More than half of this book consists of selections from the Sutta Nipata and my commentaries thereon. Extraordinarily profound is the Sutta Nipata, which is the oldest sacred tome in Buddhist literature. It is a particularly authentic version of the Buddha's discourses, because of its antiquity, language, style and contents. In my commentaries I have tried to go beyond the words of these very powerful verses and understand their hidden meanings intuitively.
There is a popular misconception that Buddhism is a rather airy-fairy intellectual system that is out of touch with the harsh realities of life. This impression is out totally untrue. I have tried to demonstrate that the Buddha was a very practical person in the chapter Facing Death: Kisagotami's Problem. He handled her psychological crisis by asking her to do something. She had to carry out a task. Kisagotami had been inconsolable when her beloved son died. Refusing to accept the inevitability of death, she had the fanciful notion that the boy was only ill and would soon return to normalcy. Carrying the corpse in her arms, she had approached the Buddha, who had realised that the poor woman was still too distraught to think clearly about her dear son's demise. The Buddha did not preach her a sermon, as would have been his usual practice, but instructed her to get some mustard seeds from a house wherein none had ever died. She went in search of such a house but without success. Realising the sheer impossibility of finding a household that had never been touched by death, Kisagotami eventually understood the fact of impermanence- the great truth of Anicca concerning the rising, changing and passing of things. Existences is never permanent. All existence is impermanent. All formations are transitory. As Nirvana is neither a formation nor a conditioned state, Nirvana alone is existence, my favourite definition is quite a simple one. Real religion is nothing but how you conduct yourself in everyday life. A truly religious person, in other words, leads a life that is infused with a moral sense. What matters is not the belief in this, that and the other, but whether or not we are really righteous and feel compassion for all living beings. This profound truth was well expressed by the Master:
Better than leading an immoral life lasting for one hundred years, is one single day devoted to virtue and meditation.- Dhammapada, 110.
Purity in thought, word and deed is one of the central themes in the Sutta Nipata. Morality or virtue is a sine qua non of Nirvana. Purity is not the outcome of the brutal repression of all that is negative or unwholesome in the psyche, but the intelligent and insightful recognition of their existence, or the awareness of one's negative trails fully, and the consequent elimination of them. The perfume of purity is born of understanding.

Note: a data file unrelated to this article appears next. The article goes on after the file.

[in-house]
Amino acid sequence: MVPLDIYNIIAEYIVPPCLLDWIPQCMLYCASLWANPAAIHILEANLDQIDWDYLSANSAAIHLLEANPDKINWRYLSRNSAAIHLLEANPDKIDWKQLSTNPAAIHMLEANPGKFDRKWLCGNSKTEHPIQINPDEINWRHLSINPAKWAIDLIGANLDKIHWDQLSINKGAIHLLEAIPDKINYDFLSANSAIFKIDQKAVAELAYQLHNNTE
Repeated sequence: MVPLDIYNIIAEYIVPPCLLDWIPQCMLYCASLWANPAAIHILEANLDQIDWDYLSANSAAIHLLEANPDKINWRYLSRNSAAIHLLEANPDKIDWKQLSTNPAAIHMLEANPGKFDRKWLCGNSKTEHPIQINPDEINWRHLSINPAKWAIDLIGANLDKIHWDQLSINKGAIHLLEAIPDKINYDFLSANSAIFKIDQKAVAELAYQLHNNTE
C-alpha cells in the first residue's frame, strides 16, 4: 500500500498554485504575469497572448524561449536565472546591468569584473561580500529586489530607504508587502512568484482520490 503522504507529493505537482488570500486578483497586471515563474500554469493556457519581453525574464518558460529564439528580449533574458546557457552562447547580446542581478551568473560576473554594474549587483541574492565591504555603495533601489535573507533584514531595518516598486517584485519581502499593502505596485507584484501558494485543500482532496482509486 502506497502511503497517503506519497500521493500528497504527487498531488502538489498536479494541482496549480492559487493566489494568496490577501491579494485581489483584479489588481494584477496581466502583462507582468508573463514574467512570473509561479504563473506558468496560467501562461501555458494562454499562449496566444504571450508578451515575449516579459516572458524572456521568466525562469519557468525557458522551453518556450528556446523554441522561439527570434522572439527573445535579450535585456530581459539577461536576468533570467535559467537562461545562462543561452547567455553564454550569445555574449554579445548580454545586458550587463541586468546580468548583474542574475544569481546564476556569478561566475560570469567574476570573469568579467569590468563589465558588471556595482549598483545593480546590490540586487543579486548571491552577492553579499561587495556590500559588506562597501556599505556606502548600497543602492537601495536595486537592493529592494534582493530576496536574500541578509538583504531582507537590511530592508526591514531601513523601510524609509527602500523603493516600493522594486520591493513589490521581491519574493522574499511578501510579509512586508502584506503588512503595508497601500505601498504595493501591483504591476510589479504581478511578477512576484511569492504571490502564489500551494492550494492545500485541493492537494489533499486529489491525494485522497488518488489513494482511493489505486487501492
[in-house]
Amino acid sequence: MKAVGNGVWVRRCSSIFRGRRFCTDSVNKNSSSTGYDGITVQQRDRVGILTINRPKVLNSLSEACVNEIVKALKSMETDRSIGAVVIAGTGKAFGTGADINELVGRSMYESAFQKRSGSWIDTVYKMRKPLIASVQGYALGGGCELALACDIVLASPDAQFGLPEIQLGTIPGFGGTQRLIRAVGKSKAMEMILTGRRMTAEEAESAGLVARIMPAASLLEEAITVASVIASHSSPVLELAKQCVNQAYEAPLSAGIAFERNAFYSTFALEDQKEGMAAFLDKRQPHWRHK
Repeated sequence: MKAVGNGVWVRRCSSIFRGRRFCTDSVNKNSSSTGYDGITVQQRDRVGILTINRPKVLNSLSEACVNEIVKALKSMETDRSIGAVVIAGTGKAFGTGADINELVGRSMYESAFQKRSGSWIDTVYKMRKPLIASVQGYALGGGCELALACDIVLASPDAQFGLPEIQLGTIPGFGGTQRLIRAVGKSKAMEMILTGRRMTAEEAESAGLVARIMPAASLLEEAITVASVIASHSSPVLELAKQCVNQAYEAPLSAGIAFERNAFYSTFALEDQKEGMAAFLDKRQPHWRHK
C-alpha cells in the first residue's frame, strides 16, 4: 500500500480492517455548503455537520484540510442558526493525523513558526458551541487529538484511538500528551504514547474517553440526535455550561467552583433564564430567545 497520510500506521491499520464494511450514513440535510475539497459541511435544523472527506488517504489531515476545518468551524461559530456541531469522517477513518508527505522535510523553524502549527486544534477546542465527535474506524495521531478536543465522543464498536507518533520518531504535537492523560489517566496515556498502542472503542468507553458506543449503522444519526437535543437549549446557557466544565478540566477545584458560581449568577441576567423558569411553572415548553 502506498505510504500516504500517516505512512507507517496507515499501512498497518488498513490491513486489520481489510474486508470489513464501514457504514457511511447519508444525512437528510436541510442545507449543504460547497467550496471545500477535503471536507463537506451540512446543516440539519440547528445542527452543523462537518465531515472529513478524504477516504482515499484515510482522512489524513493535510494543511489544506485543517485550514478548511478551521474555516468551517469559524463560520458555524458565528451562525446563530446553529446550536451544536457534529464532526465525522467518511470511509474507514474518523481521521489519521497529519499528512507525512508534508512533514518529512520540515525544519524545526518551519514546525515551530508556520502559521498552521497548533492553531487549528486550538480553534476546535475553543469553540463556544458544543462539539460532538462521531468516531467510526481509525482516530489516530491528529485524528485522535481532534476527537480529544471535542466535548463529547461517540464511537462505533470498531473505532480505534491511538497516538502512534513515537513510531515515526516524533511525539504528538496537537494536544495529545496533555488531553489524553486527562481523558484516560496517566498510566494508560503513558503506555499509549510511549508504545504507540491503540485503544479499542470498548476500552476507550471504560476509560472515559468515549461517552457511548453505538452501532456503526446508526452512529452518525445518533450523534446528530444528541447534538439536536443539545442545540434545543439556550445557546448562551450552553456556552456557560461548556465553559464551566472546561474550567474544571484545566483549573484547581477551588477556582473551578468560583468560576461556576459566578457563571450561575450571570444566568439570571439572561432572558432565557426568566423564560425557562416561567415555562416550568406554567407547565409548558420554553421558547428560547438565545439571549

Watchful intelligence is meditation. Are we always watchful and alert? Are we always awake? By being alert and by spotting what is bad within us, the mind automatically gets cleansed of its troublesome traits.
Such is the degeneracy of our times that the vast majority in both the East and the West are obsessed with money-making. The modern ethic, alas, seems to be to amass wealth as hurriedly as possible by hook or by crook. Our relentless pursuit of power, position, profit and pleasure verges on the neurotic. Gone are the Times when what we valued most in life was the true, the good and the beautiful. In the Sigalovada Sutta, which has been the inspiration for the chapter Recipe for a Happy Society, the Buddha examined social interactions from a highly ethical standpoint.
Back of the Book
Extraordinarily profound is the Sutta Nipata, which is the oldest sacred book in Buddhist literature. It is a particularly authentic version of the Buddha's discourses because of its antiquity, language and contents.
Susunaga Weeraperuma's faithful and masterly rendering of the Sutta Nipata deepens our understanding of the teachings. An eminent writer in the field of Buddhism, he has lucidly expressed the ancient wisdom in the idiom of our time, Great philosophical insights abound in this collection of essays. The commentaries therein are refreshingly original.
Additional essays address various issues of deep concern and offer practical solutions- where on depression, facing death, growing old, finding happiness or world peace.
Dr. Susunaga Weeraperuma is a prolific author whose writings testify to his profound understanding of Indian Philosophy, Vedanta and Buddhism. Author of New Insights into Buddhism, Nirvana: the Highest Happiness, A Bibliography of the Life and Teachings of Jiddu Krishnamurti among others, his celebrated book of reminiscences entitled J. Krishnamurti as I Knew Him, has been translated into several languages.
Weeraperuma lives in the quietness of the medieval French village called Les Arcs-sur-Argens and devotes his time to Hatha Yoga, contemplation, writing and organic gardening.
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